MEMORABLE MOMENTS 3- LET THEM ALL TALK
MEMORABLE MOMENTS (round 3)
LET THEM ALL TALK – Meryl Streep, Diane Weist, Candace Bergen, Steven Soderbergh
Directed by Steven Soderberg, LET THEM ALL TALK was shot in 10 days while crossing the Atlantic on the Queen Mary 2 surrounded by 2600 passengers and virtually no film equipment.
It was quick. It was cheap. And, it was improvised. The performers were handed the end moments of a scene and simply told to “get there”.
The big names of the movie, Meryl Streep, Candice Bergen, and Dianne Wiest have a combined ONE HUNDRED AND SIXTY THREE YEARS of performance experience (as of 2022), and none of them had ever made an improvised movie before this. ( Meryl Streep – 47 years in the industry, Candice Bergen – 64 years, and Dianne Wiest -52 years). The rest of the cast held their own in this improvisation experiment.
Steven Soderbergh, working off of an outline of a screenplay by Deborah Eisenberg, directed, edited, and shot the film while rolling around in a wheelchair and relying on existing lighting on the cruise ship.
Shooting the story in chronological order (also rarely done in film), Soderbergh took it upon himself to edit the improvised moments every evening into what would become a cohesive 2-hour movie.
When asked if Soderbergh ever said “NO, that won’t work – Do it again” with any of the improvisation, Meryl Streep said he accepted everything. “It’s all in the editing Babe!”
Streep must have really wanted to be in the project. She was only paid TWENTY-FIVE CENTS for her work and seems to have had a great time noting:
“IT WAS A KICK! BUT IT WAS TERRIFYING“
I told [Soderbergh] he was gonna ruin everything for every director, and every production designer, and everything else, because he made the movie for 25 cents — I know that’s what I was paid. Then it was made in two weeks, and it was a free ride on the boat.
In the process, Streep says, “Each day had the outlines of an idea but we had no script. We’d go to bed every night worried that we wouldn’t come up with anything interesting.”
Dianne Weist was quoted as saying something that all improvisers should remember concerning the terror she felt performing on the tightrope of uncertainty,
” It was absolutely terrifying. But everything was so heightened, and when Steven said, “GO,” you could forget about the terror, because you really had to pay attention to what was going on if you were gonna make any sense at all. If you didn’t pay attention, then you should keep your mouth shut.”
They wore their own clothes from their own suitcases. When they ate their breakfast, they shot a breakfast scene. Life and art were rarely separate.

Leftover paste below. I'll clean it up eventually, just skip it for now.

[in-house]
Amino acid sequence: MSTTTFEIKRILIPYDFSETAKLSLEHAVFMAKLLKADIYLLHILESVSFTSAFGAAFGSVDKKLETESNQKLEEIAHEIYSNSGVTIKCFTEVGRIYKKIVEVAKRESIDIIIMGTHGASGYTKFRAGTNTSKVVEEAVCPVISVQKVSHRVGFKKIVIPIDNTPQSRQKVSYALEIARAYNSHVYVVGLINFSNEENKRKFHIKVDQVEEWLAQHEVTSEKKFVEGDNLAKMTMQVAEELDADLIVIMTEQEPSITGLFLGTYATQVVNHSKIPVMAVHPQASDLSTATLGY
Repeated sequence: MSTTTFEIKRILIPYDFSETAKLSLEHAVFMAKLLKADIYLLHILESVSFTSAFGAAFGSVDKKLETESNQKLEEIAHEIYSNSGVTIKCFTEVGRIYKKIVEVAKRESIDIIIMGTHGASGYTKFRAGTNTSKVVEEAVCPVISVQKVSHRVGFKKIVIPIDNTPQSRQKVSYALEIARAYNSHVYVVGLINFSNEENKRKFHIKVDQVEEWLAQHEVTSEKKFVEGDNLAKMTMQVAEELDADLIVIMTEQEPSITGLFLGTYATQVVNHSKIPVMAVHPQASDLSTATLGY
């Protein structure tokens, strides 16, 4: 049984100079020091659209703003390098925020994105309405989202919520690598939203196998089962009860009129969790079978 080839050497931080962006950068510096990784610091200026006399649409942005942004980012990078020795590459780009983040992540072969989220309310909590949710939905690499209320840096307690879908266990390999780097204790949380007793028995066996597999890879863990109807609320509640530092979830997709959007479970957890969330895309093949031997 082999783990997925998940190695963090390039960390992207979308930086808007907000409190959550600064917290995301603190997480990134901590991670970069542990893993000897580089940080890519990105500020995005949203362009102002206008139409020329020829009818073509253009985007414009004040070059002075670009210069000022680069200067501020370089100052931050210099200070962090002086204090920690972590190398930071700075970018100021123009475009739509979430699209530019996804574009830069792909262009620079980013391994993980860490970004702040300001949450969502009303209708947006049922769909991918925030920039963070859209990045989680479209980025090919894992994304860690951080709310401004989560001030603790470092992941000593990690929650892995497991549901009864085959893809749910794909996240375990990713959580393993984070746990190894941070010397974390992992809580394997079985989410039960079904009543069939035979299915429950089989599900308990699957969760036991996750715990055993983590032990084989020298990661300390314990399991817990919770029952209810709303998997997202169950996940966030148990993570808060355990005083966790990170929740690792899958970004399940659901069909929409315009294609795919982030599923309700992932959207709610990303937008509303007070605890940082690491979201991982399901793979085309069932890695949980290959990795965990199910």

Over the years I’ve worked with the Improvisers, STELLA POLARIS from Finland. Ahead of their time when it came to Film Impro, Stella Polaris created a 10 episode improvised narrative television series (Vapaa pudotus – 2002) as well as an improvised movie. (Kukkia & sidontaa – 2004)
Their process of researching the occupations of their characters (Butcher, Florist, etc) was similar to Candice Bergen’s approach in Let Them All Talk. They knew they would play with certain occupations, so they explored them before improvising. The result is content that is relevant to the characters and grounded in experience for the actors. .
Reflecting on her preparation Bergen says, “her (character’s) father was an oil rigger, so I went to Texas and I saw an oil rig, because, of course, I was working with these guys, so I thought, “I better prepare as much as I can.”
Along with general concepts for preparation the actors had some help from writer, Deborah Eisenberg who was on board the cruise. When Meryl Streep’s character has to give a lecture (to actual guests on the cruise) about a writer from another century, Eisenberg created a cheat sheet of ideas to pull from and play with. Sort of a “Lines of Dialogue” scene where random bits of script inspire the dialogue.
In their words, the improvisation “spoiled” the actors who all remarked that going back to the limitations of traditional scripted movie making was going to be a challenge.
Weist reflected that “it’s wonderful because instead of thinking of your next line, you really have to respond, you really have to listen…”
Talking to the writer of an unrelated project she said she was reluctant to fall back into the scripted work but then “…realized after that was out of my mouth, I just axed her job. I felt badly.”